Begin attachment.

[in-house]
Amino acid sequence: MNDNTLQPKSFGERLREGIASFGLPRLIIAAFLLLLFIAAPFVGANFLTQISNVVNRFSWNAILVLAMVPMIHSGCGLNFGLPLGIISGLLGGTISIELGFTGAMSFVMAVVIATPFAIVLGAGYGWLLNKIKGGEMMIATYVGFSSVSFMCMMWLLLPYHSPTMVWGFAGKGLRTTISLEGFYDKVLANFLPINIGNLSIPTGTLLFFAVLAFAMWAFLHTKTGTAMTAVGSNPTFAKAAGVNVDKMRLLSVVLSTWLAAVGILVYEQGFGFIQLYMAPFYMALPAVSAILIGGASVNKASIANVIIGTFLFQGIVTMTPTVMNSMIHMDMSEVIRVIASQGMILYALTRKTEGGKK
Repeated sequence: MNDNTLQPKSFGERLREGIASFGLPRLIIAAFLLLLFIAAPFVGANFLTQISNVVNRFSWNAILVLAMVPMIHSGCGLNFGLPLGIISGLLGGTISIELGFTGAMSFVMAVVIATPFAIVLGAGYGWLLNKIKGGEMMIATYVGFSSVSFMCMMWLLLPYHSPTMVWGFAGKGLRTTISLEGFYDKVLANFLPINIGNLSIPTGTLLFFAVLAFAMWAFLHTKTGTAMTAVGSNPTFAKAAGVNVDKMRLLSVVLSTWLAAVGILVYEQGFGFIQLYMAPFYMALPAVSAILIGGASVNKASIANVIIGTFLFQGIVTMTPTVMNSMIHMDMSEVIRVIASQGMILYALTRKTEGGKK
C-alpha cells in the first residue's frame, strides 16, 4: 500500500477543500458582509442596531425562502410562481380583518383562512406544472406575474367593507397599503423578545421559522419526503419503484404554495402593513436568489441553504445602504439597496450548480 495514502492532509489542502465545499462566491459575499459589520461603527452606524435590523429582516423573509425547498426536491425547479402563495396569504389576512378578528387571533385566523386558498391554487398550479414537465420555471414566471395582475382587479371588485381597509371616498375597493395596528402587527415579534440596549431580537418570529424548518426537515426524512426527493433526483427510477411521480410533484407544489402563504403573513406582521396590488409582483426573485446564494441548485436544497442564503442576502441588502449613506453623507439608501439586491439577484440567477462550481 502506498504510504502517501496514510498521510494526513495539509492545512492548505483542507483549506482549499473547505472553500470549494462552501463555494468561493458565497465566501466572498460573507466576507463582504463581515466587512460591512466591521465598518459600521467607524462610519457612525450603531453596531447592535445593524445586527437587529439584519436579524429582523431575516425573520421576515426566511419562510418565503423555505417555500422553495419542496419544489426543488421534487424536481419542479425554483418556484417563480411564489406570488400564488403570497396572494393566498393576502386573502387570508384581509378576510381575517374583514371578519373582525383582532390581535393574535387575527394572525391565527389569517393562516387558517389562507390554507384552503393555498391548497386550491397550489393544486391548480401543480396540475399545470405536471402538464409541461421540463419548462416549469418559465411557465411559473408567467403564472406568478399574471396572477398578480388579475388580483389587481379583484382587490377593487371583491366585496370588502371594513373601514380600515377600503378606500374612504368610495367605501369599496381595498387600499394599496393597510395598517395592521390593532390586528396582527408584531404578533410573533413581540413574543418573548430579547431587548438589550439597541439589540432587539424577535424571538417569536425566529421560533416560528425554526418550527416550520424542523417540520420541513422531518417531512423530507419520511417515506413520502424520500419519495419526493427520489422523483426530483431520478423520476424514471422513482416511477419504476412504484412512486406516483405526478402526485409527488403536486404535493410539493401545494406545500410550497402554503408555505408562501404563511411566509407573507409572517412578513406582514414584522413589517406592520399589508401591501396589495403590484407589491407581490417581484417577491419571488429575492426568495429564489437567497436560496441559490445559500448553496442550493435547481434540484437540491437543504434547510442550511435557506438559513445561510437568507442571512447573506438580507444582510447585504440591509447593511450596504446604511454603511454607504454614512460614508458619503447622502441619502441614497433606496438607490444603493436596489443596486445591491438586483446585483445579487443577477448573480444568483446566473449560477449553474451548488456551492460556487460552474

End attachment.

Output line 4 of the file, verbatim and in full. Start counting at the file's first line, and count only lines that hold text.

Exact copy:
C-alpha cells in the first residue's frame, strides 16, 4: 500500500477543500458582509442596531425562502410562481380583518383562512406544472406575474367593507397599503423578545421559522419526503419503484404554495402593513436568489441553504445602504439597496450548480 495514502492532509489542502465545499462566491459575499459589520461603527452606524435590523429582516423573509425547498426536491425547479402563495396569504389576512378578528387571533385566523386558498391554487398550479414537465420555471414566471395582475382587479371588485381597509371616498375597493395596528402587527415579534440596549431580537418570529424548518426537515426524512426527493433526483427510477411521480410533484407544489402563504403573513406582521396590488409582483426573485446564494441548485436544497442564503442576502441588502449613506453623507439608501439586491439577484440567477462550481 502506498504510504502517501496514510498521510494526513495539509492545512492548505483542507483549506482549499473547505472553500470549494462552501463555494468561493458565497465566501466572498460573507466576507463582504463581515466587512460591512466591521465598518459600521467607524462610519457612525450603531453596531447592535445593524445586527437587529439584519436579524429582523431575516425573520421576515426566511419562510418565503423555505417555500422553495419542496419544489426543488421534487424536481419542479425554483418556484417563480411564489406570488400564488403570497396572494393566498393576502386573502387570508384581509378576510381575517374583514371578519373582525383582532390581535393574535387575527394572525391565527389569517393562516387558517389562507390554507384552503393555498391548497386550491397550489393544486391548480401543480396540475399545470405536471402538464409541461421540463419548462416549469418559465411557465411559473408567467403564472406568478399574471396572477398578480388579475388580483389587481379583484382587490377593487371583491366585496370588502371594513373601514380600515377600503378606500374612504368610495367605501369599496381595498387600499394599496393597510395598517395592521390593532390586528396582527408584531404578533410573533413581540413574543418573548430579547431587548438589550439597541439589540432587539424577535424571538417569536425566529421560533416560528425554526418550527416550520424542523417540520420541513422531518417531512423530507419520511417515506413520502424520500419519495419526493427520489422523483426530483431520478423520476424514471422513482416511477419504476412504484412512486406516483405526478402526485409527488403536486404535493410539493401545494406545500410550497402554503408555505408562501404563511411566509407573507409572517412578513406582514414584522413589517406592520399589508401591501396589495403590484407589491407581490417581484417577491419571488429575492426568495429564489437567497436560496441559490445559500448553496442550493435547481434540484437540491437543504434547510442550511435557506438559513445561510437568507442571512447573506438580507444582510447585504440591509447593511450596504446604511454603511454607504454614512460614508458619503447622502441619502441614497433606496438607490444603493436596489443596486445591491438586483446585483445579487443577477448573480444568483446566473449560477449553474451548488456551492460556487460552474